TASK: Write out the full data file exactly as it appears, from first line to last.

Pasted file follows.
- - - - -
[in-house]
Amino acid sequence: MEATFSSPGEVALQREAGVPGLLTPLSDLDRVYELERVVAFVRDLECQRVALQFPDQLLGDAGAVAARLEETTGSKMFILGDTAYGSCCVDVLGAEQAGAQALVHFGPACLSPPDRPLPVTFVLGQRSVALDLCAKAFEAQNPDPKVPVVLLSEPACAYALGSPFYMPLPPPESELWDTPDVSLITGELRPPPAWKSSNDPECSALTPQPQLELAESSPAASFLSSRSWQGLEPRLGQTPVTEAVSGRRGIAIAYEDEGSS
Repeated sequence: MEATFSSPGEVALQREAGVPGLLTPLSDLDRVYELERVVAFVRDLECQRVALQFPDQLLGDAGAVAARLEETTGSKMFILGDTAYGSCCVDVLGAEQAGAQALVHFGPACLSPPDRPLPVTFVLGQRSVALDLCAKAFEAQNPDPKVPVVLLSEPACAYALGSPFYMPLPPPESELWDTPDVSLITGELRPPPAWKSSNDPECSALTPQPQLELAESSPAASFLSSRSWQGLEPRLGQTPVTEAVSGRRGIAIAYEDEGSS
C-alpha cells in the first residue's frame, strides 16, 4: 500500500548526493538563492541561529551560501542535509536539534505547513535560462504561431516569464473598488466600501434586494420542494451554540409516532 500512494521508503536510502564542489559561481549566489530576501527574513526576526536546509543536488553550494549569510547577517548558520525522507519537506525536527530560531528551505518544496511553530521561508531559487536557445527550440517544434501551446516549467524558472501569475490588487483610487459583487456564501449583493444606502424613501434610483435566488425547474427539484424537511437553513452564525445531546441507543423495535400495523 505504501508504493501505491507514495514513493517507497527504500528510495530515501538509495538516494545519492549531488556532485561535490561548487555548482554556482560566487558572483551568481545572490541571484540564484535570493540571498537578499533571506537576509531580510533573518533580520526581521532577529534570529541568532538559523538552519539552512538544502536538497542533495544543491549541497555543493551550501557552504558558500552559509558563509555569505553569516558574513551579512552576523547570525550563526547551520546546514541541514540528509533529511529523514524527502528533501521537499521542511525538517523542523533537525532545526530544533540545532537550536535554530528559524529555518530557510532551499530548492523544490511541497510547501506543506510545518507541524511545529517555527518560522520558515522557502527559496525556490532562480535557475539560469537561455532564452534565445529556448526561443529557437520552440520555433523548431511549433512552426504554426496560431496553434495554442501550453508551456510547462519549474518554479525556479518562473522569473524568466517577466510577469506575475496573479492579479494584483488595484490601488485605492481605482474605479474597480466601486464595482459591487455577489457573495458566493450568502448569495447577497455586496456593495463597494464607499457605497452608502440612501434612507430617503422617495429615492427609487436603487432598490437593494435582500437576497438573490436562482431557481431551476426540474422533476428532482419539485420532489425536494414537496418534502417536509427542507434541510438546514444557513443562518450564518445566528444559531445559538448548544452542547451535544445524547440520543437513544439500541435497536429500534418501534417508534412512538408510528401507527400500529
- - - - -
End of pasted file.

[in-house]
Amino acid sequence: MEATFSSPGEVALQREAGVPGLLTPLSDLDRVYELERVVAFVRDLECQRVALQFPDQLLGDAGAVAARLEETTGSKMFILGDTAYGSCCVDVLGAEQAGAQALVHFGPACLSPPDRPLPVTFVLGQRSVALDLCAKAFEAQNPDPKVPVVLLSEPACAYALGSPFYMPLPPPESELWDTPDVSLITGELRPPPAWKSSNDPECSALTPQPQLELAESSPAASFLSSRSWQGLEPRLGQTPVTEAVSGRRGIAIAYEDEGSS
Repeated sequence: MEATFSSPGEVALQREAGVPGLLTPLSDLDRVYELERVVAFVRDLECQRVALQFPDQLLGDAGAVAARLEETTGSKMFILGDTAYGSCCVDVLGAEQAGAQALVHFGPACLSPPDRPLPVTFVLGQRSVALDLCAKAFEAQNPDPKVPVVLLSEPACAYALGSPFYMPLPPPESELWDTPDVSLITGELRPPPAWKSSNDPECSALTPQPQLELAESSPAASFLSSRSWQGLEPRLGQTPVTEAVSGRRGIAIAYEDEGSS
C-alpha cells in the first residue's frame, strides 16, 4: 500500500548526493538563492541561529551560501542535509536539534505547513535560462504561431516569464473598488466600501434586494420542494451554540409516532 500512494521508503536510502564542489559561481549566489530576501527574513526576526536546509543536488553550494549569510547577517548558520525522507519537506525536527530560531528551505518544496511553530521561508531559487536557445527550440517544434501551446516549467524558472501569475490588487483610487459583487456564501449583493444606502424613501434610483435566488425547474427539484424537511437553513452564525445531546441507543423495535400495523 505504501508504493501505491507514495514513493517507497527504500528510495530515501538509495538516494545519492549531488556532485561535490561548487555548482554556482560566487558572483551568481545572490541571484540564484535570493540571498537578499533571506537576509531580510533573518533580520526581521532577529534570529541568532538559523538552519539552512538544502536538497542533495544543491549541497555543493551550501557552504558558500552559509558563509555569505553569516558574513551579512552576523547570525550563526547551520546546514541541514540528509533529511529523514524527502528533501521537499521542511525538517523542523533537525532545526530544533540545532537550536535554530528559524529555518530557510532551499530548492523544490511541497510547501506543506510545518507541524511545529517555527518560522520558515522557502527559496525556490532562480535557475539560469537561455532564452534565445529556448526561443529557437520552440520555433523548431511549433512552426504554426496560431496553434495554442501550453508551456510547462519549474518554479525556479518562473522569473524568466517577466510577469506575475496573479492579479494584483488595484490601488485605492481605482474605479474597480466601486464595482459591487455577489457573495458566493450568502448569495447577497455586496456593495463597494464607499457605497452608502440612501434612507430617503422617495429615492427609487436603487432598490437593494435582500437576497438573490436562482431557481431551476426540474422533476428532482419539485420532489425536494414537496418534502417536509427542507434541510438546514444557513443562518450564518445566528444559531445559538448548544452542547451535544445524547440520543437513544439500541435497536429500534418501534417508534412512538408510528401507527400500529